In conclusion, we have observed the IF shift using weak measurements in close analogy with the original AAV proposal. Even if we observe here a spatial shift, the imaginary part of the weak value is amplified by the propagation distance. We have shown that our approach allows for measuring both the IF effect that it is diagonal in the circular $\pm $ polarization basis, that the one diagonal in the $\pm 45\xb0$ linear polarization basis.

Our Letter demonstrates the advantages of weak measurement as an amplification scheme. While measuring spatial beam shifts of tens or hundreds of nanometers is, in general, a challenging task, measuring amplified light beam shifts of tens or hundreds of microns is quite easy. Weak value measurement techniques, such as the one described here, amplify the signal but not the technical noise (thermal, electrical, vibrational, etc.) that confounds measurements at the nanometer scale. The experimental approach, presented here, discriminates in between two different physical contributions to the IF effect, showing a remarkable sensitivity of the weak amplification scheme in postselection. Weak measurement is finding more and more applications, as reported in recent research [21–24]. We think it would be very interesting to extend our results to applications that use beam shifts as a sensitive meter [25], such as in bio-sensing, or to beam shifts of matter waves [26] that are intrinsically quantum.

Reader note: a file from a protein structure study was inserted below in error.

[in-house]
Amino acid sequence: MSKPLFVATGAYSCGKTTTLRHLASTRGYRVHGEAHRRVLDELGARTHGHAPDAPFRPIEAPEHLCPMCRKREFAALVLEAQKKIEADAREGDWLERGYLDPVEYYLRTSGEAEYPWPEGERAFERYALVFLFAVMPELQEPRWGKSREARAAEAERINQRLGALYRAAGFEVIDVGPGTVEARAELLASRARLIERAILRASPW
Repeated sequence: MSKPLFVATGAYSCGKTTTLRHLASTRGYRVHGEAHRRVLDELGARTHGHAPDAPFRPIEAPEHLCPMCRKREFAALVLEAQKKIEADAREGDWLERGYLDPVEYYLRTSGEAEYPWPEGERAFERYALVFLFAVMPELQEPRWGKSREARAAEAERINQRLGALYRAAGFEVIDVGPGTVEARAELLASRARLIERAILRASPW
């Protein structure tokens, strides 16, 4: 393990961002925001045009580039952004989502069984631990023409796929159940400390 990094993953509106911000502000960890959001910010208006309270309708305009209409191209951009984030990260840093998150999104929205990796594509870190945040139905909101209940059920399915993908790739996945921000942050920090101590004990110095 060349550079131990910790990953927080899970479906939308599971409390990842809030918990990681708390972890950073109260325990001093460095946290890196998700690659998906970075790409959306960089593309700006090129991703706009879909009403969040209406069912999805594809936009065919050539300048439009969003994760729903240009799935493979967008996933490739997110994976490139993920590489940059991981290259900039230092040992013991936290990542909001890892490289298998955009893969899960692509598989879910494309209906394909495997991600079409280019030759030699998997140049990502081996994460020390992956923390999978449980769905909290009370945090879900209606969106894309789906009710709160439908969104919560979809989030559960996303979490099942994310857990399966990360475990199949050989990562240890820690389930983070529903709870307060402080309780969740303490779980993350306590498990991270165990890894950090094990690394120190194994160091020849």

We gratefully acknowledge financial support from PRAT-UNIPD contract (CPDA) 118428.